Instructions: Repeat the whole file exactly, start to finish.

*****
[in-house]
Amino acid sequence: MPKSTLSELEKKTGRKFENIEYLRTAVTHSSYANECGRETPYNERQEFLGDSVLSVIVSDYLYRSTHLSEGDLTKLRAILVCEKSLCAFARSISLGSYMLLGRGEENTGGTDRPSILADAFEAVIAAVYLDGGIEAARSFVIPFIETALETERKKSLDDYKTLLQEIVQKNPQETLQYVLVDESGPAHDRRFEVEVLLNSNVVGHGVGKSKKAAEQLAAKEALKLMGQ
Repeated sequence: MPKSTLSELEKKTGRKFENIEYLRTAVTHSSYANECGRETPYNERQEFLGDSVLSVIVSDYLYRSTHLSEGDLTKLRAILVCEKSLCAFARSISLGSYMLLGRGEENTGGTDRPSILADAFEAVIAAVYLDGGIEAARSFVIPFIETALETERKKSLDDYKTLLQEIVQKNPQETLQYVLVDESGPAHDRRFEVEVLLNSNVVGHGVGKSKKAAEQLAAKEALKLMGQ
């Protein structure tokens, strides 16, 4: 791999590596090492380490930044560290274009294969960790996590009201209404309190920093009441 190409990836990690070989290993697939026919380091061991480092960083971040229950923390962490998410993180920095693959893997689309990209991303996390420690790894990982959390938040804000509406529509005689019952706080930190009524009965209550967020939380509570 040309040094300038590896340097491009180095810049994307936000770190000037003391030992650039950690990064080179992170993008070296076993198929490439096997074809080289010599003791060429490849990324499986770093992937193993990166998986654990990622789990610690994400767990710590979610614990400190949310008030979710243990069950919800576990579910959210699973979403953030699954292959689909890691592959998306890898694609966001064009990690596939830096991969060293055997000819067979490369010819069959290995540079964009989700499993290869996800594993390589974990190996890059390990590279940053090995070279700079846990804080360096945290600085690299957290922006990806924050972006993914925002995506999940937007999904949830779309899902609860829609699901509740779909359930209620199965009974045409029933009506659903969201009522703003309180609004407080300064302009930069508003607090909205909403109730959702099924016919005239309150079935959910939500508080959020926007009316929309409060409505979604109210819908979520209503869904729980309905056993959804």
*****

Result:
[in-house]
Amino acid sequence: MPKSTLSELEKKTGRKFENIEYLRTAVTHSSYANECGRETPYNERQEFLGDSVLSVIVSDYLYRSTHLSEGDLTKLRAILVCEKSLCAFARSISLGSYMLLGRGEENTGGTDRPSILADAFEAVIAAVYLDGGIEAARSFVIPFIETALETERKKSLDDYKTLLQEIVQKNPQETLQYVLVDESGPAHDRRFEVEVLLNSNVVGHGVGKSKKAAEQLAAKEALKLMGQ
Repeated sequence: MPKSTLSELEKKTGRKFENIEYLRTAVTHSSYANECGRETPYNERQEFLGDSVLSVIVSDYLYRSTHLSEGDLTKLRAILVCEKSLCAFARSISLGSYMLLGRGEENTGGTDRPSILADAFEAVIAAVYLDGGIEAARSFVIPFIETALETERKKSLDDYKTLLQEIVQKNPQETLQYVLVDESGPAHDRRFEVEVLLNSNVVGHGVGKSKKAAEQLAAKEALKLMGQ
């Protein structure tokens, strides 16, 4: 791999590596090492380490930044560290274009294969960790996590009201209404309190920093009441 190409990836990690070989290993697939026919380091061991480092960083971040229950923390962490998410993180920095693959893997689309990209991303996390420690790894990982959390938040804000509406529509005689019952706080930190009524009965209550967020939380509570 040309040094300038590896340097491009180095810049994307936000770190000037003391030992650039950690990064080179992170993008070296076993198929490439096997074809080289010599003791060429490849990324499986770093992937193993990166998986654990990622789990610690994400767990710590979610614990400190949310008030979710243990069950919800576990579910959210699973979403953030699954292959689909890691592959998306890898694609966001064009990690596939830096991969060293055997000819067979490369010819069959290995540079964009989700499993290869996800594993390589974990190996890059390990590279940053090995070279700079846990804080360096945290600085690299957290922006990806924050972006993914925002995506999940937007999904949830779309899902609860829609699901509740779909359930209620199965009974045409029933009506659903969201009522703003309180609004407080300064302009930069508003607090909205909403109730959702099924016919005239309150079935959910939500508080959020926007009316929309409060409505979604109210819908979520209503869904729980309905056993959804």